Attackers can slip malicious code into many Android apps via open Wi-Fi


A vulnerability mostly affecting older versions of Google’s Android operating system may make it possible for attackers to execute malicious code on end-user smartphones that use a wide variety of apps, researchers said.

The weakness resides in a widely used programming interface known as WebView, which allows developers to embed Web-based content into apps used for banking, entertainment, and other purposes. Many apps available on the official Google Play market don’t properly secure the connection between the WebView component on a phone and the Web content being downloaded, researchers from UK-based MWR Labs recently warned. That makes it possible for attackers who are on the same open Wi-Fi network as a vulnerable user to hijack the connection and inject malicious code that can be executed by the phone.

“The lowest impact attack would be downloading contents of the SD card and the exploited application’s data directory,” the researchers wrote in an advisory published earlier this week. “However, depending on the device that was exploited this could extend to obtaining root privileges, retrieving other sensitive user data from the device or causing the user monetary loss.”

Researchers from several other security firms said they are also aware of the weakness, which can affect apps that run on Android versions 4.1 and earlier and don’t make proper use of the secure sockets layer (SSL) encryption protocol. Elad Shapira, a researcher with antivirus provider AVG recently demonstrated how an app that has already been given permission to access SMS capabilities (a common setting with many legitimate apps) could be hijacked by malicious JavaScript code that sends expensive text messages to premium services.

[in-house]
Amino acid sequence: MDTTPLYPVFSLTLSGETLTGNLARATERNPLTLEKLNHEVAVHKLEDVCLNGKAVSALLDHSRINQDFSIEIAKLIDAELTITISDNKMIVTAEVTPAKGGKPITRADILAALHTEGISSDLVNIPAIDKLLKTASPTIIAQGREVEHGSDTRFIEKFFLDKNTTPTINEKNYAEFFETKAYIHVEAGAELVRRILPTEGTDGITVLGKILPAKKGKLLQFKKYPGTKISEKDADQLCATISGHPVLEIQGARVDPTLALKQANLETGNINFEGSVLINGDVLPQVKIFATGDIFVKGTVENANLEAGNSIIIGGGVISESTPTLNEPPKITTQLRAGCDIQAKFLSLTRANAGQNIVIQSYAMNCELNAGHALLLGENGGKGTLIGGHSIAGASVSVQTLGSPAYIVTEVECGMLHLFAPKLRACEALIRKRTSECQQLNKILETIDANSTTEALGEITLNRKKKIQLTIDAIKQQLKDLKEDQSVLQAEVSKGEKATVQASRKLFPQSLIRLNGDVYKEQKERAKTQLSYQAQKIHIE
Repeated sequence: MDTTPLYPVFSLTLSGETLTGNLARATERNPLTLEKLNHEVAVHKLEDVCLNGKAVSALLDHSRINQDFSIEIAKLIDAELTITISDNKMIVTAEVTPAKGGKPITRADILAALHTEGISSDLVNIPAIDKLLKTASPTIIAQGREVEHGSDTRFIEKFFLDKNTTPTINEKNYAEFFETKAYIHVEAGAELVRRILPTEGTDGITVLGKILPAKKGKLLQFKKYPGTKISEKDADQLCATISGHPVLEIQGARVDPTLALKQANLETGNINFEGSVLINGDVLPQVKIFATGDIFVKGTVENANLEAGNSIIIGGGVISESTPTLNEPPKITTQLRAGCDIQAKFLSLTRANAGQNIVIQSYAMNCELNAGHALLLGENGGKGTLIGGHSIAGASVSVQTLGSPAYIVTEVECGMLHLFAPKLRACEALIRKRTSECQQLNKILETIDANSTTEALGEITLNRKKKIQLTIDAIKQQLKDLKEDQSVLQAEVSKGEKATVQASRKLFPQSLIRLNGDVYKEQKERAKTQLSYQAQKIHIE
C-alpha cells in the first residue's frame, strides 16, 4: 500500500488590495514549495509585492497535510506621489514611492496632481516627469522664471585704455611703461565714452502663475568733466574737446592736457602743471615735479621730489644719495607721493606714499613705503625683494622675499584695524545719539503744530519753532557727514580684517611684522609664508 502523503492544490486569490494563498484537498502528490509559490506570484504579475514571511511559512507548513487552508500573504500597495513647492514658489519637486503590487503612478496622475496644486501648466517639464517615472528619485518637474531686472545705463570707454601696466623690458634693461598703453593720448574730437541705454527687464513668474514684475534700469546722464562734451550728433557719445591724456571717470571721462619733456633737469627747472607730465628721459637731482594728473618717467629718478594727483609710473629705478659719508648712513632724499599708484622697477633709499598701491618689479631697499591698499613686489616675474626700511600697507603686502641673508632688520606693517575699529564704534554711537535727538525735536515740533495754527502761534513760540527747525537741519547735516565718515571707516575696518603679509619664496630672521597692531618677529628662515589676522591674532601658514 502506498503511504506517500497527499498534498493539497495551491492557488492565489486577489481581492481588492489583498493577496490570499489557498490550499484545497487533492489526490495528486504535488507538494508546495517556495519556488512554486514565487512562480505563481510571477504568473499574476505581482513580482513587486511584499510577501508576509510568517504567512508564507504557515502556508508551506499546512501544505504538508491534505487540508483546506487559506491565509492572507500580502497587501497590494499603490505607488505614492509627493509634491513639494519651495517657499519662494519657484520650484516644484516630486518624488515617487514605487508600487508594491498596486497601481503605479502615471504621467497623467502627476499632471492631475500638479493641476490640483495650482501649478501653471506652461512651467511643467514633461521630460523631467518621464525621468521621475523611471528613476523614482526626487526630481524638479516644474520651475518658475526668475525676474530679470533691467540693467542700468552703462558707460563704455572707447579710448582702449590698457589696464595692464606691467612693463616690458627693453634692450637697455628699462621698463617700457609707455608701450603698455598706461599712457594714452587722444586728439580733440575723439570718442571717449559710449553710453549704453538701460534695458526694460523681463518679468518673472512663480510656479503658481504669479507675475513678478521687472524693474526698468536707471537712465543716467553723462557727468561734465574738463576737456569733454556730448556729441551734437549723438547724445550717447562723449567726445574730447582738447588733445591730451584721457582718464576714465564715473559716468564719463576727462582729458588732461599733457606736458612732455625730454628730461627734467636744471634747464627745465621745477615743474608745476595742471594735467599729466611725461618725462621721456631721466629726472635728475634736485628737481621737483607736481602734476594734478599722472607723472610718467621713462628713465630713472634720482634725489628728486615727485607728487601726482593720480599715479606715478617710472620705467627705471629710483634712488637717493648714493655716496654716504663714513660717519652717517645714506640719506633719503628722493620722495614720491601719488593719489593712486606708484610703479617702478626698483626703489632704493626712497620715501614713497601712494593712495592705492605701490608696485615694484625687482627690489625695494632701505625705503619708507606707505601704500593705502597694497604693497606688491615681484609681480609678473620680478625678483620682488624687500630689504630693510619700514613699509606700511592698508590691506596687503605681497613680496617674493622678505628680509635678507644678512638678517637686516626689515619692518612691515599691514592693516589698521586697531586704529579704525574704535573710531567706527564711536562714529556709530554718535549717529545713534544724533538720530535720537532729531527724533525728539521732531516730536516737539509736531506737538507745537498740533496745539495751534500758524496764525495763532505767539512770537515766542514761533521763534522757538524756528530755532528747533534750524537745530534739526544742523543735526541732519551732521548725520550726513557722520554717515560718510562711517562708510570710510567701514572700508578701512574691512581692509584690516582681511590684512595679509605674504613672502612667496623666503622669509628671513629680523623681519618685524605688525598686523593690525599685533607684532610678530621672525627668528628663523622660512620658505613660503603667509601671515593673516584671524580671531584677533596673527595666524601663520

Google representatives declined to comment for this story.

Cross-device attacks

Einar Otto Stangvik, a security consultant with, said he has identified Android banking apps used in Norway that are also open to remote-code attacks that make users more susceptible to phishing attacks. He theorized that attackers might exploit the weakness by planting malware on a target’s PC that hijacks a smartphone when both devices are connected to the same network.

“I am confident that we’ll soon see many more cross-device attacks, where a compromised computer starts targeting cell phones on the internal network,” he wrote in an e-mail to Ars. “That is what makes the JavaScript interface leak scary, along with the amount of poor uses of SSL, or worse still: no SSL at all.”

The vulnerability stems from JavaScript-based programming interfaces exposed in many Android apps. The interfaces are the code equivalent of a highly restricted bridge that links sensitive parts of Android’s Dalvik virtual machine to the Web. If the interface isn’t fully contained inside an SSL connection, it’s possible for hackers to mimic the legitimate website and, in effect, gain unauthorized access to the bridge. From there, an attacker can inject malicious JavaScript into the app. MWR Labs researchers reverse engineered the 100 most popular apps on Google Play and found 62 of them that are “potentially vulnerable” to the exploit. Potentially vulnerable apps as defined by the researchers were those apps that were developed using libraries or programming interfaces known to expose unprotected JavaScript commands to a variety of third-party ad networks under many but not all circumstances.